February 2016 Update

 

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Feb Investing post

Which would your choose??

Although February in Calgary has been OK, January was very cold and snowy.  I think next year we will be in Costa Rica for most of January.

Coming up in March – Arizona, California.  Then in May – China, Malaysia.

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February Results

This is a leap year, so the month doesn’t really end until the markets close on Monday February 29.  However as we are travelling that day, I decided to end the month early and use February 28 (actually 26) as the closing market for February.

After another tumultuous month, the Canadian markets closed down just under a quarter percent for a YTD loss of 1.63%.  The US markets gained slightly – 1% for the DJIA and 0.4% for the S&P for a YTD loss of just over 4 1/2%.  Still not shaping up to be a great year, but there seems to be a bit of stability emerging.

My overall portfolio dropped by about a half a percent. I had modest losses on my Canadian securities and good gains on my US stocks (over 2%).  However the Canadian dollar has strengthened by over 3% erasing my US gains – just the opposite of what happened last year.  My year to date returns (Jan and Feb) stand at -1.00%, still significantly better than the overall markets.

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Transactions in February

Although February saw considerable volatility, I used some of the upsides to make some disposals of undesirable securities and waited until I felt there was some market stability to make corresponding purchases.

REI-A

In February I sold my position in RIOCAN REAL ESTATE INV TRUST PREF A.  This was one of the dogs I inherited from my advisor that I fired last year.  It was meant to be a surrogate for fixed income securities, but it never measured up to the objective – quite the opposite.

You always hear that up to 40% of your portfolio should be in fixed income securities to protect you when the markets decline.  Sounds good, but often fixed income securities go down with the market and sometimes even go down on their own, thus defeating the purpose of having them.  This was one of those.  Actually almost all of the fixed income securities provided by my advisor met this fate – thus disproving the theory of fixed income securities and also discrediting advisors.  This was always one of my heated points of discussions with my advisor and the main reason that I sent him packing.  He was much better at spouting the jargon than I ever could, but my results out paced his 10% to 7% over a 10 year period.  Broad market knowledge seldom translates into superior results and never in the long term.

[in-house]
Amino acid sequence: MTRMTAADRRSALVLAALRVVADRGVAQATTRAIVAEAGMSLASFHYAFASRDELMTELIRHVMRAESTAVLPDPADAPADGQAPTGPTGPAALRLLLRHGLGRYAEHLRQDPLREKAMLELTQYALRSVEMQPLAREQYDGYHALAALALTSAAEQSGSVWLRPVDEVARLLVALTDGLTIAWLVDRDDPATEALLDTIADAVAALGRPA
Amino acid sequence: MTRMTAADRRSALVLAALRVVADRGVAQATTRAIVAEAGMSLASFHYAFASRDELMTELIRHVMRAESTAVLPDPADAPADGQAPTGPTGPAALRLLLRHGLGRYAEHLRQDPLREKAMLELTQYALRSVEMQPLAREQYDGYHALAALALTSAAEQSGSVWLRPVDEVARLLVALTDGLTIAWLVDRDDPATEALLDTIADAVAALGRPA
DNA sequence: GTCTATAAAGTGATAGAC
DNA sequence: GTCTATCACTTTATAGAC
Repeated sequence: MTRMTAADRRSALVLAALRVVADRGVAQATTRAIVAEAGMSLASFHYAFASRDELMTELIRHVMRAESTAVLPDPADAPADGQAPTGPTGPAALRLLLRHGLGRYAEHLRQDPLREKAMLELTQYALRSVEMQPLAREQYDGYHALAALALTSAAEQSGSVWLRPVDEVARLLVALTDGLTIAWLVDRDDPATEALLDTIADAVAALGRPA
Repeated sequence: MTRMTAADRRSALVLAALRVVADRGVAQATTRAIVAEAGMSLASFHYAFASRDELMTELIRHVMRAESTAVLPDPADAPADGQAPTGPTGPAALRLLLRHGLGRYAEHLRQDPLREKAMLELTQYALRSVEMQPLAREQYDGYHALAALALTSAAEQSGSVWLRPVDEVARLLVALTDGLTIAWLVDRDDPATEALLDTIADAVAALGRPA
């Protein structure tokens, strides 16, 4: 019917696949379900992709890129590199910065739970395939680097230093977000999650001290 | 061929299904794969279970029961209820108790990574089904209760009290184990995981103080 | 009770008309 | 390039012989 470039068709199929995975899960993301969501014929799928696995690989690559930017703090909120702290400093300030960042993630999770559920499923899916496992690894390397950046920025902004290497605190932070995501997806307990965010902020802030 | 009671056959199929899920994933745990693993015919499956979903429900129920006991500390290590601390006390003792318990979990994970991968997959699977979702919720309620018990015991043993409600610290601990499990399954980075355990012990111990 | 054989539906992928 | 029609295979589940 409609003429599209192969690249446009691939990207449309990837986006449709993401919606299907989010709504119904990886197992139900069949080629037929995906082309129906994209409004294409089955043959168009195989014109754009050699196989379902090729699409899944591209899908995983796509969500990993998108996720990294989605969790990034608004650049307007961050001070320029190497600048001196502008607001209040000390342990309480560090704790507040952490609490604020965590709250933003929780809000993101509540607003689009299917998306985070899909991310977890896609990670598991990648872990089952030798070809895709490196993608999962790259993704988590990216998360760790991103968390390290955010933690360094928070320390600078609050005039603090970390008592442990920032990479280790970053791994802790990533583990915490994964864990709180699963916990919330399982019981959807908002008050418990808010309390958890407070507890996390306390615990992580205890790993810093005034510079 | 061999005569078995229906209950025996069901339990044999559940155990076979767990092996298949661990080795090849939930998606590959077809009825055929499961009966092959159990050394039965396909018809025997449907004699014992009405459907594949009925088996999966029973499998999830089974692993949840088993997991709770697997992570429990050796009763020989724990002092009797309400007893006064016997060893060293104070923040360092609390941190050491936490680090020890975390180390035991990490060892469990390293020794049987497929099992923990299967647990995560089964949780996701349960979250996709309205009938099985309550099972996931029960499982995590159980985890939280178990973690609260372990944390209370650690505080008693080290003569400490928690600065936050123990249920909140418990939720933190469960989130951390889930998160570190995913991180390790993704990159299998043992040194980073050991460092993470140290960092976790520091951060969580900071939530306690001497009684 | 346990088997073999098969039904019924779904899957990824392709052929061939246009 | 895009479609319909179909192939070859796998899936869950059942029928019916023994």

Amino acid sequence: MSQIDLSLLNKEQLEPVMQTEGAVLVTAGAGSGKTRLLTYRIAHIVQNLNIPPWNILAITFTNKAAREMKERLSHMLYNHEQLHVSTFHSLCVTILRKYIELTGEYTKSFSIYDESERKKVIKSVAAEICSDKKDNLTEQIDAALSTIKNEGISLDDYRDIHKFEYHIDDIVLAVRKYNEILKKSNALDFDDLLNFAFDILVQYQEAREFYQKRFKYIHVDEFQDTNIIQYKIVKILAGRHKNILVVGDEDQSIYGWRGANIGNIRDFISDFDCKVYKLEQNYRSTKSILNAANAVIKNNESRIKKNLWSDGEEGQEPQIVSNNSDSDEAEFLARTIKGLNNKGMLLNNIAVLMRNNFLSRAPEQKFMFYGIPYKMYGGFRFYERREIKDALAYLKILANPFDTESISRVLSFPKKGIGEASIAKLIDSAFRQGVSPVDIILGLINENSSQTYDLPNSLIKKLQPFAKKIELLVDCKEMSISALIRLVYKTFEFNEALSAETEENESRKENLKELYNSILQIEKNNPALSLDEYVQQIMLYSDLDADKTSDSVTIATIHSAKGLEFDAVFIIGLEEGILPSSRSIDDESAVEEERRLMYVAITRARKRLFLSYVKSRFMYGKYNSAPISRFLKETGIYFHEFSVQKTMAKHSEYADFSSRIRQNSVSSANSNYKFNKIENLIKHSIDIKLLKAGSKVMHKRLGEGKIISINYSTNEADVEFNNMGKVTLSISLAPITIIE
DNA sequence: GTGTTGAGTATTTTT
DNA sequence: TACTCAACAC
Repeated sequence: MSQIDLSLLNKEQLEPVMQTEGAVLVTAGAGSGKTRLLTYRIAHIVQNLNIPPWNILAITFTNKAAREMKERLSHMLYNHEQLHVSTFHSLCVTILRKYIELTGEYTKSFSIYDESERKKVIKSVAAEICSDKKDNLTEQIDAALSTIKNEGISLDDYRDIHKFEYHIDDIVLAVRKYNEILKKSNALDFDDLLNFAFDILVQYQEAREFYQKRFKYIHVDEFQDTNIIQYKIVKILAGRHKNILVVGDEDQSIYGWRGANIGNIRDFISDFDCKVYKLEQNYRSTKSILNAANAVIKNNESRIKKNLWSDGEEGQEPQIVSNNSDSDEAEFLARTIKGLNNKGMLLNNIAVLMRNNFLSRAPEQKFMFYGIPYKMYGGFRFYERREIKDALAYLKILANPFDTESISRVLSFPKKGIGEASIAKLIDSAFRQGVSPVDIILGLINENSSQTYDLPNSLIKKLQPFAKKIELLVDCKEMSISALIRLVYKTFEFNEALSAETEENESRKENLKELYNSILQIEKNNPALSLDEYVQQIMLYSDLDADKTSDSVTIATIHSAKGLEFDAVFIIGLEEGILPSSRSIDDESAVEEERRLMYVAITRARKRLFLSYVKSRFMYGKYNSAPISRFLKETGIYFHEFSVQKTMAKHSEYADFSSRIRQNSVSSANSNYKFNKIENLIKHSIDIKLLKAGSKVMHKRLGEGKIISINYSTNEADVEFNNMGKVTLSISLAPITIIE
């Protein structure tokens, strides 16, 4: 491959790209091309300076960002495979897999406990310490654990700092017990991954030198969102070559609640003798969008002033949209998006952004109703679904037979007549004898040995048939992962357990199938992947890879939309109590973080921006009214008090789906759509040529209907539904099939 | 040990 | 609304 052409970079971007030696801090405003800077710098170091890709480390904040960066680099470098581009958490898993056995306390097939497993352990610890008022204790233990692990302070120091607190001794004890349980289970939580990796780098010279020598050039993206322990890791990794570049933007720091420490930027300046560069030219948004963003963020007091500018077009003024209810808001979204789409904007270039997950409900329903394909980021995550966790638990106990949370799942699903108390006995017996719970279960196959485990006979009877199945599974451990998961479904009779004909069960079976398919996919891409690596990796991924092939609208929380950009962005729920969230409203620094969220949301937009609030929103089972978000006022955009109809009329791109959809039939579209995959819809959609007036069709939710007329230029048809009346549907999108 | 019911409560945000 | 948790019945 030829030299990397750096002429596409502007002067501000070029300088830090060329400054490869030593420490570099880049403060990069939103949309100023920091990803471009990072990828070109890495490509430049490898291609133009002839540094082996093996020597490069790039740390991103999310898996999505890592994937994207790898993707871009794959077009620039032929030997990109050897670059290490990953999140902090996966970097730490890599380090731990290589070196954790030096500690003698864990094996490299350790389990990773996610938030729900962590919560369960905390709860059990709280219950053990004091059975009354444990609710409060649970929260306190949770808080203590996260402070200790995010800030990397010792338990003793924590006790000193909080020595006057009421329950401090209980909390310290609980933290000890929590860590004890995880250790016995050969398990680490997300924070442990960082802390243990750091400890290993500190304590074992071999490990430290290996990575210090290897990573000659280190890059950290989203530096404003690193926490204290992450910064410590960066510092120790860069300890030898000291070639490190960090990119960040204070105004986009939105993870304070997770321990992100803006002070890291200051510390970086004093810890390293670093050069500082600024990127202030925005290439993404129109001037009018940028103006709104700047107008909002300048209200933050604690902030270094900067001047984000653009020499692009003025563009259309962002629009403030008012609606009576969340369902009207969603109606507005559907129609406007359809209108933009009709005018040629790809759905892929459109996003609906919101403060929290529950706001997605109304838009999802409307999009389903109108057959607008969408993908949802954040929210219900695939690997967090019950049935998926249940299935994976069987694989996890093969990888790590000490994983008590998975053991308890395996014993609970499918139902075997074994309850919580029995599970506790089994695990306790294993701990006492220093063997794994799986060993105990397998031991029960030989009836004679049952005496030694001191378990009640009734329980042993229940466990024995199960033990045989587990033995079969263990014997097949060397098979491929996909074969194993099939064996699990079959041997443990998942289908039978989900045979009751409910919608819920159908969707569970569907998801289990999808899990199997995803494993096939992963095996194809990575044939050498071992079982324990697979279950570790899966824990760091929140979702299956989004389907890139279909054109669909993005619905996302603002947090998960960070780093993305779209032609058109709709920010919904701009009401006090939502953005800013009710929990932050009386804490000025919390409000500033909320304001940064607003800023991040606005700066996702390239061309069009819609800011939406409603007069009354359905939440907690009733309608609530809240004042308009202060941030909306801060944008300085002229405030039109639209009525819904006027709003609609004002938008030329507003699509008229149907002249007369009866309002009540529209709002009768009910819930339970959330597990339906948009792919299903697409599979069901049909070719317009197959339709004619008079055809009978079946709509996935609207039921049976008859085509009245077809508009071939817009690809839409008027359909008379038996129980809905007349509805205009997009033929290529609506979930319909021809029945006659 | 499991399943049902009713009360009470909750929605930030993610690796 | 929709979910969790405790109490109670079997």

Although this security paid a nice “dividend”, the principle plummeted, giving an even higher yield, but losing half of its value.

Fortunately in early February, the host company decided to exercise its option to redeem the shares and did so at the face value, causing the market price to jump over 50% in one day.  Rather than waiting for the cash to come in the March redemption, I sold immediately, recovering my lost principle.  Now I can redirect the cash to securities that fit my strategy.

BNS-A

In addition I sold my position in  my preferred shares in Bank of Nova Scotia.  This was another brain child of my former advisor, supposedly to protect on the downside which it did not.  It also has a very low yield.  It recovered enough this year to allow me to dispose of it and redirect the cash.

G

Another disposition was Goldcorp, acquired by the same advisor.  The thinking was that you need to be diversified in all fields and you have to have some gold.  I disagree with this speculative play and low yield.  I will stick to my strategy that has worked. Goldcorp does not fit the profile and has performed poorly.

Purchases

With the cash raised from the above sales and cash from my dividends, I made several purchases in February, just increasing my position in several Canadian holdings – RY, BNS, CM, RUS, T, PWF, FTS, GWO.  I also had an accumulation of US cash that I used to double my holdings in MRK.

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Mutual Funds  per Rob Carrick

I follow Globe and Mail financial writer, Rob Carrick.  Not because his is a great financial mind, but because he is tapped into the broad financial press and posts some good articles, many of which I link in this blog.

Occasionally he will post a direct comment of his own based on his knowledge.  Here is once such commentary about mutual funds.  As you may know, I strongly oppose mutual funds and they will suck you dry over the long term. I also favour ETFs, but prefer strategic direct stock investing.

ASK ROB
The question:
“Why don’t you push more readers in the direction of highly successful mutual funds with multi-year records of beating indexes after factoring in fees? Yes, ETFs are simple and very cheap, but there are a few great funds out there that clobber them when it comes to performance.”